Stocks erased most of their earlier gains to finish near the flatline in thin trading Friday, as investors booked profits ahead of the weekend following a robust rally all week. Still, all three major averages posted an impressive gain of over 7 percent for the week.
The Dow Jones Industrial Average finished slightly lower, but still logged its second best weekly point gain ever and ended in positive territory for 2011.
The S&P 500 and the Nasdaq ended narrowly mixed. The S&P logged its best weekly percentage gain since March 2009.
The CBOE Volatility Index, widely considered the best gauge of fear in the market, finished above 27.
For the week, the Dow soared 7.01 percent, the S&P surged 7.39 percent and the Nasdaq jumped 7.59 percent. All 30 Dow components finished higher for the week, led by Boeing and JPMorgan .
And all 10 S&P sectors finished in the black for the week, led by energy and financials. The least positive sector was utilities.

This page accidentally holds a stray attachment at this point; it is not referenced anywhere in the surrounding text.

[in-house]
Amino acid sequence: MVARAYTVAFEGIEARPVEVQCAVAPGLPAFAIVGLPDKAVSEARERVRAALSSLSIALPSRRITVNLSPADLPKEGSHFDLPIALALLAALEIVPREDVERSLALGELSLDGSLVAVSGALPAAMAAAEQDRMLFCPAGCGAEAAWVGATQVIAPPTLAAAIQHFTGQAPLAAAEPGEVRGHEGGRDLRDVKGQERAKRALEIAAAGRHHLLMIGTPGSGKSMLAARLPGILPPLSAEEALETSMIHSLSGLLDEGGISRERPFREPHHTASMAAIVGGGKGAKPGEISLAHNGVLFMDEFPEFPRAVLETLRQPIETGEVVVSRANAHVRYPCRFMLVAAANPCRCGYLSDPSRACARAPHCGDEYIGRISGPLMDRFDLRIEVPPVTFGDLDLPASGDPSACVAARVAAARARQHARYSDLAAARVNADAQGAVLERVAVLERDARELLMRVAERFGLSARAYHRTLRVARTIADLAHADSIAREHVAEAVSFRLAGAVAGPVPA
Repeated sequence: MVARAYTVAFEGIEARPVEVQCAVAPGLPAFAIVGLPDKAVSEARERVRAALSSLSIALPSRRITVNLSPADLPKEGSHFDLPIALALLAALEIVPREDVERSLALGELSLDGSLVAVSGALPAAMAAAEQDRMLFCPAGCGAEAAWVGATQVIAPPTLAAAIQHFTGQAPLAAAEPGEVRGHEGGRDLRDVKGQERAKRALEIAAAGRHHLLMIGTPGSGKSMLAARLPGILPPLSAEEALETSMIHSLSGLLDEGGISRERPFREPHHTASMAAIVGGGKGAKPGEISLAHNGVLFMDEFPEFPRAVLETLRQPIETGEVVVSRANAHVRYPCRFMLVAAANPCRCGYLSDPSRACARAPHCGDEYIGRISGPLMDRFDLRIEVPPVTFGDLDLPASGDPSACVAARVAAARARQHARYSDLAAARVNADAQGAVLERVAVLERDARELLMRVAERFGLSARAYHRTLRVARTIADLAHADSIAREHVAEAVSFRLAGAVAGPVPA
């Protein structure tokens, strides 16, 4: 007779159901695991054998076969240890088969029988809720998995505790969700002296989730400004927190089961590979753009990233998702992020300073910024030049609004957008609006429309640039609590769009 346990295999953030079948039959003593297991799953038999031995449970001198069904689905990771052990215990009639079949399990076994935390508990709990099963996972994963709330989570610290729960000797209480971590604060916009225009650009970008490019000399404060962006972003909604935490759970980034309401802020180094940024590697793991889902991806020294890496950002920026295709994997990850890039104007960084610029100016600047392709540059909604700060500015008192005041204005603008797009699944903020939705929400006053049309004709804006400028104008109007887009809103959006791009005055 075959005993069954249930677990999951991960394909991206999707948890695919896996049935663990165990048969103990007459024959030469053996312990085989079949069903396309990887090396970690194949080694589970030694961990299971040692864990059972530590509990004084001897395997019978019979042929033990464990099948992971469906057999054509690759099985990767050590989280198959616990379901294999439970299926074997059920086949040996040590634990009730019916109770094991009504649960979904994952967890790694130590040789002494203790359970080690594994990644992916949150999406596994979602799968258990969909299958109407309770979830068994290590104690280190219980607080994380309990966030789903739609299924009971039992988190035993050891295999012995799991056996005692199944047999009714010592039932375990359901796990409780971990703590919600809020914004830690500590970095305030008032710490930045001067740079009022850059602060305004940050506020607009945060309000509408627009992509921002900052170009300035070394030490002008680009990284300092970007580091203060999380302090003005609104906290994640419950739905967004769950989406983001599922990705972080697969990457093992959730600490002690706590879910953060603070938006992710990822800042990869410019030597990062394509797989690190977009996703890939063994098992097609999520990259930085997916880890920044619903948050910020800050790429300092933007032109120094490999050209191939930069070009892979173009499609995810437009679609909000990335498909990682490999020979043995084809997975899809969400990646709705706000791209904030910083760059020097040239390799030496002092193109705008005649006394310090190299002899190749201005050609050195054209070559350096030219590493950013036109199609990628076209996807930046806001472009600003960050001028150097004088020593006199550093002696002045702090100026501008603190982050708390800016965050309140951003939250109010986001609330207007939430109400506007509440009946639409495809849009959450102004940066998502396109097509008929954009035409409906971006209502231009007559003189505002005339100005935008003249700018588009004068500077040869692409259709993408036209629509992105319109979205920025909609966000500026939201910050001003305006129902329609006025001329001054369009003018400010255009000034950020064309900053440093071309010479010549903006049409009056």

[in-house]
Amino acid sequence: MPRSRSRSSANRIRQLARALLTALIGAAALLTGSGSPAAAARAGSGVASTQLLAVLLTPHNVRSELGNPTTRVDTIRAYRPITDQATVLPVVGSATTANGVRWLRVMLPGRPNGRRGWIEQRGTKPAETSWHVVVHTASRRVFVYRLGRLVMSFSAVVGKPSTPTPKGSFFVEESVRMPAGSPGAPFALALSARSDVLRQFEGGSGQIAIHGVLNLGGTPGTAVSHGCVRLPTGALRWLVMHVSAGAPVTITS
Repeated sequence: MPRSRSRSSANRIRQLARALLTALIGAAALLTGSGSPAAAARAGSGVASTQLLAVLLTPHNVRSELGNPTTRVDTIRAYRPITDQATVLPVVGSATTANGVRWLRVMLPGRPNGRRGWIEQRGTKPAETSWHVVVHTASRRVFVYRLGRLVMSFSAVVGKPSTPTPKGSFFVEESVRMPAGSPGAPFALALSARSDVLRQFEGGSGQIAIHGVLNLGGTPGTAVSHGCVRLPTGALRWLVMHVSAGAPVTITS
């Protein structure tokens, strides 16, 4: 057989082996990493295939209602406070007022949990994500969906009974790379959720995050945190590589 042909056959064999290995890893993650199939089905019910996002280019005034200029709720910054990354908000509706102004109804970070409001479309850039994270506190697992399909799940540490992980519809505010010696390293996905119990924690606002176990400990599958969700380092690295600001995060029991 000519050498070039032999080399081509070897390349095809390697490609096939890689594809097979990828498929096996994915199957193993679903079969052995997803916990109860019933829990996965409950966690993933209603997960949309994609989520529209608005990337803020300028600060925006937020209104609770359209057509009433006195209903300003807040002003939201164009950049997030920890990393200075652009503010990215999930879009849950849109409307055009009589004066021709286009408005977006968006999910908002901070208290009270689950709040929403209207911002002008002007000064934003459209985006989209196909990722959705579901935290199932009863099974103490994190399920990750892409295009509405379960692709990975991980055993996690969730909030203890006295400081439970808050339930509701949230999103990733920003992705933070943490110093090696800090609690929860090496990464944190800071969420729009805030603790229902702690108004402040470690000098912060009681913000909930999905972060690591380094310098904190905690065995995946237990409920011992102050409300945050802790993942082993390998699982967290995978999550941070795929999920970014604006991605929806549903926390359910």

Among key S&P sectors, financials climbed, while health care and utilities lagged.
“Markets have done pretty well all week long so traders are looking to take some profit off the table,” said Todd Schoenberger, managing director at LandColt Trading. “But traders and investors shouldn’t look too much into this.”
Non-farm payrolls increased 120,000 last month, according to the Labor Department, while the jobless rate declined to a 2-1/2 year low of 8.6 percent. Economists had expected for a gain of 122,000.
"Today's jobs report is a game-changer for Main Street," said Schoenberger. "Americans will focus on the drop in the unemployment rate, rather than getting into the weeds of how we got there. Look for confidence and sentiment to improve, which could translate into an improved outlook as we enter 2012."
Earlier, stocks got a boost following a report that the ECB may be gearing up to lend as much as 200 bullion euros ($270 billion) to the IMF to ease the sovereign debt crisis, according to Bloomberg.